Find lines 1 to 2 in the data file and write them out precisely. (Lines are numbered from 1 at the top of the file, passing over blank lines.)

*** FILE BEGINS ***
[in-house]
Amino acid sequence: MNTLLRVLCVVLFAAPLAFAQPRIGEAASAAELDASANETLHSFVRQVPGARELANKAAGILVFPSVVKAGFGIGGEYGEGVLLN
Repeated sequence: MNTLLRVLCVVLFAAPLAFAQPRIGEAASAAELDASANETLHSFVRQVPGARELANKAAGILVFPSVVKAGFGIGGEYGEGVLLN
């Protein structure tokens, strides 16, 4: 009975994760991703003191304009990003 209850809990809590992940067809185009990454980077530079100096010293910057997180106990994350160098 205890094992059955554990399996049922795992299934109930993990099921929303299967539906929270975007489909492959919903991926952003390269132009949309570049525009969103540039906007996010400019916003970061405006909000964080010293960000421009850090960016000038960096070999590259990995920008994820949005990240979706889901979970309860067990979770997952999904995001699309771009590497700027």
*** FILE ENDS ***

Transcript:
[in-house]
Amino acid sequence: MNTLLRVLCVVLFAAPLAFAQPRIGEAASAAELDASANETLHSFVRQVPGARELANKAAGILVFPSVVKAGFGIGGEYGEGVLLN